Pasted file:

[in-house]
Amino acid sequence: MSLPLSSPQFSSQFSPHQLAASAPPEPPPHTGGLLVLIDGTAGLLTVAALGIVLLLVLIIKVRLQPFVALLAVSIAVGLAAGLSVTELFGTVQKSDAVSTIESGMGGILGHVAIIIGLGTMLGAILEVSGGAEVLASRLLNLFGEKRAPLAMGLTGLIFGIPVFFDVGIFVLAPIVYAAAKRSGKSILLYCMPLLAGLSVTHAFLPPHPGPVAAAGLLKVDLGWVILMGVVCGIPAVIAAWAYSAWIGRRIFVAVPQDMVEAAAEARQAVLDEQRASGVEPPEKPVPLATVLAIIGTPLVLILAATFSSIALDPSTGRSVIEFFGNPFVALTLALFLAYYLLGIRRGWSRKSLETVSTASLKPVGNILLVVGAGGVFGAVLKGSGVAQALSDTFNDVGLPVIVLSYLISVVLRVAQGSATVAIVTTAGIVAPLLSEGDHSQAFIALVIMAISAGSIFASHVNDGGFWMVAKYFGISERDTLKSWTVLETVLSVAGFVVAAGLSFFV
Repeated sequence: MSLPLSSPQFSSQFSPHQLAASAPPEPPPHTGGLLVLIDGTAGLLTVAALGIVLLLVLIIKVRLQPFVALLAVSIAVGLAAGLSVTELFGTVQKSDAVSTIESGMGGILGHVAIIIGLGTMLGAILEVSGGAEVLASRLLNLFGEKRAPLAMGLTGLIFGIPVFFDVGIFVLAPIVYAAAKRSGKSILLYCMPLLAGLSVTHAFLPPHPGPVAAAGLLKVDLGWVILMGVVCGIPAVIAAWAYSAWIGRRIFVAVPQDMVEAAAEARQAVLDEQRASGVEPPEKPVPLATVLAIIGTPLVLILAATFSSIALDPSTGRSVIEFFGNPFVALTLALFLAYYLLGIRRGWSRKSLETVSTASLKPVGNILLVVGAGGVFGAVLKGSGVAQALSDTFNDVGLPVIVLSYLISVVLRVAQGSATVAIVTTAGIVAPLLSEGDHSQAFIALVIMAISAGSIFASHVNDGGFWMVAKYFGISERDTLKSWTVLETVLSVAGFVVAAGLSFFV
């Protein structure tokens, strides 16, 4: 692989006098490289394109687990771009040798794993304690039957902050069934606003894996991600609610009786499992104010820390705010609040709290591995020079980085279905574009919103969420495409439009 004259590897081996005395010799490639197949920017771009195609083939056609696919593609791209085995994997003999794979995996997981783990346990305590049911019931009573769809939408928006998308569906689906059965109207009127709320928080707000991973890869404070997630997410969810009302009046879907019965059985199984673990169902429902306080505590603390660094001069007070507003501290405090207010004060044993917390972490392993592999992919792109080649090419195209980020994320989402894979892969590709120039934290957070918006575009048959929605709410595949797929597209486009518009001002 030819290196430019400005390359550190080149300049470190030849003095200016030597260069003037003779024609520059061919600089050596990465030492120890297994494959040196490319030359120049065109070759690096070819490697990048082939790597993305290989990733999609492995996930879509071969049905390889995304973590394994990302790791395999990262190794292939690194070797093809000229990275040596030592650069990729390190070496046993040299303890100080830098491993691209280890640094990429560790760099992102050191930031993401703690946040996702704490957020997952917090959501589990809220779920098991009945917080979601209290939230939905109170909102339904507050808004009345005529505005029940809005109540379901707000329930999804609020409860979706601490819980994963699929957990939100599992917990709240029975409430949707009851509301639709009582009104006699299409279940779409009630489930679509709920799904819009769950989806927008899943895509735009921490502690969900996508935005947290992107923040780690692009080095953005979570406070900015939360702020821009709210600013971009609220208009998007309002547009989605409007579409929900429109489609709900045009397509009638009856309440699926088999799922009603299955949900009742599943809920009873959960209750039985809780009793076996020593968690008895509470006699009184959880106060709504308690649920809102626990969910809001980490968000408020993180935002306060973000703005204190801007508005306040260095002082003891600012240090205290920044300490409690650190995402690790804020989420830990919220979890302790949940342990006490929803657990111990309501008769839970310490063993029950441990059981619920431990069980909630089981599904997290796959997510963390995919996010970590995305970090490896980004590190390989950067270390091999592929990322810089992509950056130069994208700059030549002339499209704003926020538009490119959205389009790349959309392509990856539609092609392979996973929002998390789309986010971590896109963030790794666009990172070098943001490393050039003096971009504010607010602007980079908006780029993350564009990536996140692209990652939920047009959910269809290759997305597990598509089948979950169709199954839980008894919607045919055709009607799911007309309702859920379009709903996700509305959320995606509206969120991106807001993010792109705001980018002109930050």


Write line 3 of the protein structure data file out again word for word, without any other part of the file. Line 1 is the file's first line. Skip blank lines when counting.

Repeated sequence: MSLPLSSPQFSSQFSPHQLAASAPPEPPPHTGGLLVLIDGTAGLLTVAALGIVLLLVLIIKVRLQPFVALLAVSIAVGLAAGLSVTELFGTVQKSDAVSTIESGMGGILGHVAIIIGLGTMLGAILEVSGGAEVLASRLLNLFGEKRAPLAMGLTGLIFGIPVFFDVGIFVLAPIVYAAAKRSGKSILLYCMPLLAGLSVTHAFLPPHPGPVAAAGLLKVDLGWVILMGVVCGIPAVIAAWAYSAWIGRRIFVAVPQDMVEAAAEARQAVLDEQRASGVEPPEKPVPLATVLAIIGTPLVLILAATFSSIALDPSTGRSVIEFFGNPFVALTLALFLAYYLLGIRRGWSRKSLETVSTASLKPVGNILLVVGAGGVFGAVLKGSGVAQALSDTFNDVGLPVIVLSYLISVVLRVAQGSATVAIVTTAGIVAPLLSEGDHSQAFIALVIMAISAGSIFASHVNDGGFWMVAKYFGISERDTLKSWTVLETVLSVAGFVVAAGLSFFV